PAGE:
So far so good. But how do the Conservatives build on this to challenge for power at Holyrood? The party needs to win over another 10-15 per cent of the electorate to bring it up into the 35-40 per cent+ range that would give it a decent chance of leading an administration. That must mean offering an attractive positive alternative to the SNP on domestic, non-constitutional issues. As the SNP starts to weaken, and the issue of independence fades in immediacy, voters on both sides of the constitutional divide will start to consider other motives for casting their vote.

This is a threat and an opportunity to the Tories. A great opportunity to put the deeply divisive and unpleasant constitutional debate to bed. But a threat in that their new centrist supporters might desert them again.

To win they must retain their current base and win over new people with an attractive programme. That means continuing with the centrist strategy, but offering a more imaginative policy programme.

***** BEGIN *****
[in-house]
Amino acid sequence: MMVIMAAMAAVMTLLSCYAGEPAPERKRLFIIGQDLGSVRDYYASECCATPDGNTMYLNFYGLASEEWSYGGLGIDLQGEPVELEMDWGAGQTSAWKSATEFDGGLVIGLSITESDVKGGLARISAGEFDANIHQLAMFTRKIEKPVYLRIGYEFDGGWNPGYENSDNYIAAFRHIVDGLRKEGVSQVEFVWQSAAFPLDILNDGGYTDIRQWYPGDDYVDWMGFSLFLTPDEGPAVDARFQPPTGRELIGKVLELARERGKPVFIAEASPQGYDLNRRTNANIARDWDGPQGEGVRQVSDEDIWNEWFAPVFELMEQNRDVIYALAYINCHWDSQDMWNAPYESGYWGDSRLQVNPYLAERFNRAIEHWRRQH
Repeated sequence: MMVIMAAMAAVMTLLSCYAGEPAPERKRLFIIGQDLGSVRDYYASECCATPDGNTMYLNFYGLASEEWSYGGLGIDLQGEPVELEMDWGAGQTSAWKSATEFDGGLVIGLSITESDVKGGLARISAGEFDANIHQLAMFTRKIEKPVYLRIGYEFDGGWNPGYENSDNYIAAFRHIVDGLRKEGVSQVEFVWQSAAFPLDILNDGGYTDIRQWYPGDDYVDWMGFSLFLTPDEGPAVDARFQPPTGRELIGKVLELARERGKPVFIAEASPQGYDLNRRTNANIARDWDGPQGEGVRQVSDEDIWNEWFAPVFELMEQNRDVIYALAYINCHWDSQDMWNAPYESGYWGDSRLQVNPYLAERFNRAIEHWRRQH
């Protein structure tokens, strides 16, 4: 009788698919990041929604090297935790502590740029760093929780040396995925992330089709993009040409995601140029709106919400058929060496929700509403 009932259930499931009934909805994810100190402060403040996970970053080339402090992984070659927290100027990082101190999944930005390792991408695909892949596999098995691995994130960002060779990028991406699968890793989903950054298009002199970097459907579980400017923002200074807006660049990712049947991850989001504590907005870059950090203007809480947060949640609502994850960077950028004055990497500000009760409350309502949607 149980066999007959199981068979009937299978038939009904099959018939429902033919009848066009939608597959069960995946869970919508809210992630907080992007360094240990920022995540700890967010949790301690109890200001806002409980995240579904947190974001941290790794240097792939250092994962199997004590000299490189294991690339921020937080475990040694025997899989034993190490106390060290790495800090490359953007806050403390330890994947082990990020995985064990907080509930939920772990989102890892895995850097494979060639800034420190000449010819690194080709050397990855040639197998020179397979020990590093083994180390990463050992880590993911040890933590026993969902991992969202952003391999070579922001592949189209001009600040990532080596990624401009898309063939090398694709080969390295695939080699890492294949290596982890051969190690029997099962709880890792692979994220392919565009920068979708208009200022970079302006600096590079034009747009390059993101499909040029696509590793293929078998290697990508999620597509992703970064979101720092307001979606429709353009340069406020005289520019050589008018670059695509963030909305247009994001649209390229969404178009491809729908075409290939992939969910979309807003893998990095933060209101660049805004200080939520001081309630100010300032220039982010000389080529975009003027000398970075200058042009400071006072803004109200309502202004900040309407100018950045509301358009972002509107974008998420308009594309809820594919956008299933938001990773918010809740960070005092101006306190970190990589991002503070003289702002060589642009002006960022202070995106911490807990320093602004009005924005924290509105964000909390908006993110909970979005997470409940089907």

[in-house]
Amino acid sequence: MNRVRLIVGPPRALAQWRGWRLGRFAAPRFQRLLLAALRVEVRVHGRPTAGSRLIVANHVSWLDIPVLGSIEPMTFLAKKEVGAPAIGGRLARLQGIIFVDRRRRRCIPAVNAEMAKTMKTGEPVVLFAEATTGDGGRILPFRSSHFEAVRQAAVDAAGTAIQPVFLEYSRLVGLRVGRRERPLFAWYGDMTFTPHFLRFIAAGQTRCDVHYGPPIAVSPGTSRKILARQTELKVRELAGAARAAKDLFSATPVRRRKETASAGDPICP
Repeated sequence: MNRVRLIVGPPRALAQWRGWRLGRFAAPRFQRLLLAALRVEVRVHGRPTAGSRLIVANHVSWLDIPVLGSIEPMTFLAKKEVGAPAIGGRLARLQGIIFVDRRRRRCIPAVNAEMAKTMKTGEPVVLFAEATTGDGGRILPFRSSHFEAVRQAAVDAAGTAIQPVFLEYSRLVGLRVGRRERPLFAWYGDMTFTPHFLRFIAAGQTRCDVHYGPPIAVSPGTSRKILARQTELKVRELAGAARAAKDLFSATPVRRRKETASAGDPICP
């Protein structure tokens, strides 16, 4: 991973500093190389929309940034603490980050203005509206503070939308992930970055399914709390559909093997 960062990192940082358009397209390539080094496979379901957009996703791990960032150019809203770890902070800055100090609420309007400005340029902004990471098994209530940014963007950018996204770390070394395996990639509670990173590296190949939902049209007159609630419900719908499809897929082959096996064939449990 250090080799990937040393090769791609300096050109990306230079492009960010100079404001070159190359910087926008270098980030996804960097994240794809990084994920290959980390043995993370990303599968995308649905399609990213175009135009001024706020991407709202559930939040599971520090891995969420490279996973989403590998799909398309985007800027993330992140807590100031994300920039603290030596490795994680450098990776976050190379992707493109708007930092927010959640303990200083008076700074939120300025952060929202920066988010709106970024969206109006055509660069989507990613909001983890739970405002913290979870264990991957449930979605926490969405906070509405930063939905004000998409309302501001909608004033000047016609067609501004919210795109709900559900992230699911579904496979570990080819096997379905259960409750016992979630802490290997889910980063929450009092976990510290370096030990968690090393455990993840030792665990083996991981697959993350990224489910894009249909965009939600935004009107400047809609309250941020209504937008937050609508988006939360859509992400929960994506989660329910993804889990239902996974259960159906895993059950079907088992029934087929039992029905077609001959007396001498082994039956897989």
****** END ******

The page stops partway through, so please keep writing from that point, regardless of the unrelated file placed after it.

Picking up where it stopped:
The party is currently undergoing a thorough review of policy with exactly this objective in mind. What kind of approach could work?  Two broad areas of policy stand out in asking for a new approach. These are the delivery of public services, and the renewal of Scotland’s cultural sense of purpose and identity.

That the public sector is Scotland’s weak link and requires radical action is beyond serious dispute. Meanwhile the constitutional debate has torn great fissures on our public life that are deeply damaging to society. If we hope to restore a Scotland that is confident and at ease with itself, it is not enough simply to defeat the SNP at the polls. Conservatives ned to offer a powerful, patriotic alternative to nationalism that the bulk of the country can reunite around.

Before addressing these two themes, a word about the economy. Scotland has many economic strengths, but overall performance is disappointing and has been since devolution. Scotland lags behind the rest of the UK. There is no excuse for this: most of the policy levers that affect economic growth are now devolved.